Tag Archives: Geekosystem

Weekend Reading List: Sneaky Bisexuals and Space Bees


  • The Smithsonian magazine explores how much science fiction literature affects the actual progress of science.
  • I am pretty concerned—obviously, given the title of this blog—with the killing off of women for narrative purposes. It’s a very common trope, and one that has it’s own genre: the Dead Girl Show. The Los Angeles Review of Books has an interesting take on the subject, coming to the conclusion that shows like Twin PeaksVeronica Mars, and True Detective both forbid the Dead Girl from having any real agency, from even being a character on her own show, and “cast girls as wild, vulnerable creatures who need to be protected from the power of their own sexualities.”
  • A little while ago I linked to Janelle Asselin’s critique of the Teen Titans #1 cover, an insightful look at comics’ ongoing problems with bad art (and a particular type of bad art that manifests as wonky anatomy and needless sexualization of any and all women). Shocking pretty much nobody, Asselin was severely abused for daring to have an opinion, and has since received rape threats. [The Daily Beast]
  • We Are Comics is a great Tumblr that collects pictures and testimonials from loving, loyal fans, in the process showing the wonderful diversity of the folks who love everything from Superman to Sandman.
  • There’s something about a unified canon, a set of events that happened and that everyone agrees on, that really appeals to my straight-laced side. It’s why Disney throwing away the entire Star Wars expanded universe really bothered me. (I can see why they wanted to streamline, but they also really threw the baby out with the bathwater when it comes to amazing, interesting female characters). The Mary Sue, however, makes a compelling case for not caring about canon at all, that we shouldn’t let big, profit-seeking corporations dictate which stories are privileged over others. And, you know, fair point.
  • Speaking of Star Wars, what if the reason there are so few female parts is that the main characters aren’t human at all, but are actually insectoid hive creatures who have a very different understanding of gender. It’s as good a theory as any. [Max Gladstone]
  • Autostraddle tackles Orphan Black‘s Delphine and the trope of the bisexual femme fatale.
  • There’s some pretty interesting research being done on male World of Warcraft gamers who choose to play with female avatars. The study found that the men pretty drastically changed their gameplay when playing as women, but not in ways that resembled how women actually play. [Geekosystem]
  • Ever remember the Sims you left behind? Because they never forgot you. [The New Yorker]
  • The Mary Sue is still doing its “Agent of S.T.Y.L.E” series, this time with everyone’s favourite green glamazon, She-Hulk.

Top image: She-Hulk #4 cover by Kevin Wada.

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Weekend Reading List: Inadequate representation and imperfect armour


  • The Mary Sue has a two part interview with Dark Horse Comics’ Scott Allie. In part one they discuss Buffy, Tomb Raider, and keeping fans happy, and part two takes on women in comics more specifically, Hellboy, Veil, and more!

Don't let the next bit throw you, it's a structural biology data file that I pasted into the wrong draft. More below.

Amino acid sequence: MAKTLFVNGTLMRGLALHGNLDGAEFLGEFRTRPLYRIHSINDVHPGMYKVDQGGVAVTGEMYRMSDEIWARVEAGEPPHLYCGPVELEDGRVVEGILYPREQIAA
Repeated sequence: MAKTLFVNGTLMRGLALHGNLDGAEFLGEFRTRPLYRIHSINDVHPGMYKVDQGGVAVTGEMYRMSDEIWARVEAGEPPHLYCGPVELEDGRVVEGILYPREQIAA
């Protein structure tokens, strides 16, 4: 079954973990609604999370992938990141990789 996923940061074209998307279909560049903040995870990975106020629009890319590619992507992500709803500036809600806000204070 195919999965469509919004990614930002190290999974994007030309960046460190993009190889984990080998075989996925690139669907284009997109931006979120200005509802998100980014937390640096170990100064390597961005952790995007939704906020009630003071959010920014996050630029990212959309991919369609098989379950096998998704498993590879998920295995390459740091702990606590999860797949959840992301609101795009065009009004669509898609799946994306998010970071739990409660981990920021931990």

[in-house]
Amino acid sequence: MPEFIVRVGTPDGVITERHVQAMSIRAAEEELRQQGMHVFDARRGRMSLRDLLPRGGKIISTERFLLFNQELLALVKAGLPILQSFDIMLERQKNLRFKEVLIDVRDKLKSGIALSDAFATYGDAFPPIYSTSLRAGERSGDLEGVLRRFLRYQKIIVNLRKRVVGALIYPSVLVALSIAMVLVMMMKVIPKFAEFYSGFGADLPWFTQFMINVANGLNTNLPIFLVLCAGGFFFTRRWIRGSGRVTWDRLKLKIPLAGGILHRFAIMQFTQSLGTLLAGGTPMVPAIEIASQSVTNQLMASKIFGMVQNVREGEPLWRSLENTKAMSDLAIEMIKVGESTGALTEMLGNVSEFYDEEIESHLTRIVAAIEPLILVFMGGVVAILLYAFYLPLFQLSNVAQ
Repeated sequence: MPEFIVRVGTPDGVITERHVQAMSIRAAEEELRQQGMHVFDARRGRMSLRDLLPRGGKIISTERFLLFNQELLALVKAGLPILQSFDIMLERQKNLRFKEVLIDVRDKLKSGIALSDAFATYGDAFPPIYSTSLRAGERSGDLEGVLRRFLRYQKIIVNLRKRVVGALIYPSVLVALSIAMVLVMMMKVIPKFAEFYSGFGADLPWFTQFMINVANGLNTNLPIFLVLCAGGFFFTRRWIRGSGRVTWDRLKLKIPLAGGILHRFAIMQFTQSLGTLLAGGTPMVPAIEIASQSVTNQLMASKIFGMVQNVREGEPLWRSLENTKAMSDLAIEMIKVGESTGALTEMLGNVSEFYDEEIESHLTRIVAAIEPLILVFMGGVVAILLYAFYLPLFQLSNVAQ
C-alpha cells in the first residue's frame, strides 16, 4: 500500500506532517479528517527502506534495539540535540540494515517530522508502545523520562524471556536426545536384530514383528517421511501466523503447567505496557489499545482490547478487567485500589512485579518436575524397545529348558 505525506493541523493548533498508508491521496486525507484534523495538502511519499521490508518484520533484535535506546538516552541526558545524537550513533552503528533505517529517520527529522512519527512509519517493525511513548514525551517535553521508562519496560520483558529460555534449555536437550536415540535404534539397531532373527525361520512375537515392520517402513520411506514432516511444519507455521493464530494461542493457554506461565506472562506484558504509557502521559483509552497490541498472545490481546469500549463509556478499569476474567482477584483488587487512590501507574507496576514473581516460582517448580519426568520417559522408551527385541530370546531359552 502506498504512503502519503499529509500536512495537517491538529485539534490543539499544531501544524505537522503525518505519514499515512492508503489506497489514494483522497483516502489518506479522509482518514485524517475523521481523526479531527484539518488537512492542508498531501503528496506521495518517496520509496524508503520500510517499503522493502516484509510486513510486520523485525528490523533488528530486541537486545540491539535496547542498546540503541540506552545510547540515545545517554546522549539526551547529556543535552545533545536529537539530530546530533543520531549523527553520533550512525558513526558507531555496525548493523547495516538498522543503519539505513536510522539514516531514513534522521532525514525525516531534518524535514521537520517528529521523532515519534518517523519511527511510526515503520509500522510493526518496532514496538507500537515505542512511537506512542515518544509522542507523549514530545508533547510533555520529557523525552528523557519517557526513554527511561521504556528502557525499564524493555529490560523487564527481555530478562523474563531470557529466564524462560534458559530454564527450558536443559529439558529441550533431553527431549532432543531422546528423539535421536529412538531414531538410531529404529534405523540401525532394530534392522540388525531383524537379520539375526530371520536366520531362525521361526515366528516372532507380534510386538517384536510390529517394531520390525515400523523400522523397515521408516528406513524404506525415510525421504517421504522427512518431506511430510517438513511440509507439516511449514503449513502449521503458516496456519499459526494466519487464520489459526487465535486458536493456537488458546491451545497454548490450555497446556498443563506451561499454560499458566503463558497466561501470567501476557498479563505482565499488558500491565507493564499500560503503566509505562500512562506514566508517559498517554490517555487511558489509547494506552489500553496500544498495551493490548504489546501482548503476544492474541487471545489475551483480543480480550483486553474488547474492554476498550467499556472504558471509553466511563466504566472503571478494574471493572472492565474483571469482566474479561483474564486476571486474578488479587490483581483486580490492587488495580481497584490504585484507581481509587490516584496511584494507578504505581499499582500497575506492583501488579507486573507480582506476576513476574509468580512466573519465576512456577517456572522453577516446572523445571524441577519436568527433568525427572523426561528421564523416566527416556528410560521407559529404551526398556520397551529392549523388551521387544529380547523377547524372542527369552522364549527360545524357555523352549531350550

• Also from the Mary Sue, the Centre for the Study of Women in Television and Film released a report on gender representation in 2013, and the results are pretty dismal. Among many disheartening statistics is the fact that only thirty per cent of speaking roles last year went to women. Oh and only three percent of women on screen are Asian. Also at three per cent? Female aliens and other fantasy races.
  • Ever looked at female armour and seen exactly the same things done wrong again and again? What you need is Female Armour Bingo! [Bikini Armor Battle Damage]
  • Geekosystem has a followup to the Toronto Comic Con “cuddle a cosplayer” debacle. It’s weird.
  • Jezebel has a really beautiful piece about the endemic levels of rape, and how deeply infuriating it is that personal safety is a daily concern for women.
  •  The creators of Desktop Dungeons made a conscious decision to include more and better-portrayed women in their game, but found themselves falling back on the sexist tropes with which they were familiar. The Atlantic chronicles their efforts, missteps, and what they learned.
  • If you happen to speak French, here’s a great interview with illustrator Élise Gravel. [Camp Ouareau]
  • I stumbled across this perfect response to your typical “why don’t men/white people/straight people have their special clubs/scholarships/history months” whining, and had to share.
  • Last night I got to see the new Veronica Mars movie, and it was stupendous. Go see it! And in the meantime, here’s the trailer.
  • Everybody loves Tove Jansson these days, and for good reason! BBC News talks about the Moomins, and the influence WWII and Jansson’s relationship with Vivicka Bandler had on the adorable trolls/hippos we all know and care for.
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Weekend Reading List: FemLove and fitting in


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